Clippings of 2019 Nov

Application Layering - A Pattern for Extensible Elixir Application Design - Aaron Renner’s Blog

I'm super excited after reading this article, because it summarizes the ideal application architecture based on my current understanding, and I can't explain it better than Aaron.

Abstracting by layers is the most important weapon (if not the only) we have when programming. So if you want to learn how to write programs in this way, please do read this article.

And the same thinking can be applied to not only Elixir, but also other languages like Ruby, Java, Python, etc. It's just that Elixir makes it easy for us to write programs in layers.

Taming Large Rails Applications with Private ActiveRecord Models

I don't know if the author use Elixir/Phoenix or not, but designing a Rails application in this way is like implementing Phoenix Context in Ruby.

  • Private AR Models

    module Accounts
      def self.fetch()
        # ...
      class Model < ApplicationRecord
        self.table_name = 'accounts'
      class Account
        attr_reader :id, :name
        # ...
  • Phoenix Context

    defmodule Accounts do
      use MyApp.Context
      def fetch() do
        # ...
      defmodule Model do
        use MyApp.Schema
        schema "accounts" do
          # ...
      defmodule Account do
        defstruct [:id, :name]

In the end, the principles behind these two design choices are the same: have a deeper class/module. (which is the lesson I learned from A Philosophy of Software Design)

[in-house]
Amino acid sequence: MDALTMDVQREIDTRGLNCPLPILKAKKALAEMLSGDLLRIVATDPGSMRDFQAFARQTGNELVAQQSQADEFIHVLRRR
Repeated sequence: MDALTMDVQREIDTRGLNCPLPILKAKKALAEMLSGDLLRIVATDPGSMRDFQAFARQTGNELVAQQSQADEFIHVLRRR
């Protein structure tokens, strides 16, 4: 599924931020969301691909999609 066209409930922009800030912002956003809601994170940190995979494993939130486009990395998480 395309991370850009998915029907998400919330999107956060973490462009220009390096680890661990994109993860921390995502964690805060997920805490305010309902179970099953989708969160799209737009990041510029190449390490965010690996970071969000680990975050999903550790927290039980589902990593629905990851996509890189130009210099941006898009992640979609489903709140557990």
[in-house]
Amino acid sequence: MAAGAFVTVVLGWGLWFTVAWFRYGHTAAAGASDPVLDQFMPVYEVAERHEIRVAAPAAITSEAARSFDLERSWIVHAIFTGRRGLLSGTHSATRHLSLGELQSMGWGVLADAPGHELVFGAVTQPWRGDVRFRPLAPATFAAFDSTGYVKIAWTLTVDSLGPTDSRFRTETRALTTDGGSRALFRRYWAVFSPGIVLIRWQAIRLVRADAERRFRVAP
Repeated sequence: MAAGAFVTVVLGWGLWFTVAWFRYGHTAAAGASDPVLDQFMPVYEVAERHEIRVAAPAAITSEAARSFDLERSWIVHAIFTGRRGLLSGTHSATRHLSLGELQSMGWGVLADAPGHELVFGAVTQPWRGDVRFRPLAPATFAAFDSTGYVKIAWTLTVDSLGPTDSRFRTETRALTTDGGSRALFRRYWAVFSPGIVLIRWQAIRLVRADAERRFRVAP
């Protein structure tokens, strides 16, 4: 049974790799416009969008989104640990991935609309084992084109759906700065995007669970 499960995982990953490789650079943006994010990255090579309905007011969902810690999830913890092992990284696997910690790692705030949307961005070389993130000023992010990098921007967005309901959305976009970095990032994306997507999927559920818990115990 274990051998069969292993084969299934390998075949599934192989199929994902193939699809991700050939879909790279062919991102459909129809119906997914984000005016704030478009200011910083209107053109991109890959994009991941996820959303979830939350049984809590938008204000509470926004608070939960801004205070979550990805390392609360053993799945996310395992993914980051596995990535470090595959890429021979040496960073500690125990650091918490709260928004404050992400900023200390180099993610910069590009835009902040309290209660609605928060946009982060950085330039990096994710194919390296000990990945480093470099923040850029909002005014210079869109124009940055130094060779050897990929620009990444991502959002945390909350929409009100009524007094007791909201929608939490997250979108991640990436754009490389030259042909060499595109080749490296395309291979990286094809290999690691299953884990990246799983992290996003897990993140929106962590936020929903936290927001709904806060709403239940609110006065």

Hello, production - Pete Hodgson

Deploying something useless into production, as soon as you can, is the right way to start a new project.

Measuring the time to production is a good start point to measure the delivery lead time (which is one of the most important indicators for development performance).

Plus, “Much of the essence of building a program is in fact the debugging of the specification.” - Fred Brooks. So, why not deploy to production early and start debugging the specification as soon as possible?

Nobody cares about quality.

it’s almost never the case that folks don’t care about something, they’re merely care more about something else.

I had the same feeling that "nobody cares about quality (especially testing)" when I started my career. Until latter I found that people actually care about quality very much. Whenever I asked someone, they would definitely tell me that they want to improve the quality of their application, and they want to write robust code. Then I asked "You know, writing tests can help you reduce bugs and refactor, so you can improve quality easily." Often, the answer was either:

  1. "What do you mean by tests? We do tests manually every time we change our code and we have QA people..." (Then I would explain what automated test is.)
  2. "We think maintaining a test suite would slow us down. And we still have tons of features to develop." (Then I would start writing tests myself and try to let them see tests would actually save us time.)

So you see, people actually cares about quality, it's just that they either don't know how to improve quality or work on other things that they think are higher priorities.

In these two cases, I think it's better to model, document and share than to only align priorities:

You don't need to ask permission to start improving the quality of your project.
  1. Start writing tests for new features.
  2. Add or fix CI pipelines for your project.
  3. Add linter or formatter to your project.
Describe how much the quality is improved via these methods.
  1. Error rate is reduced by X.
  2. Feature development time is reduced by Y.
  3. Debug time is reduced by Z.
Share these outcomes with your team. If you did the first two steps well, people would come to you and learn from you.

Finally, nobody cares about quality and model, document and share are from the same author Will Larson. And I also finished his great management book: An Elegant Puzzle: Systems of Engineering Management. Highly recommended!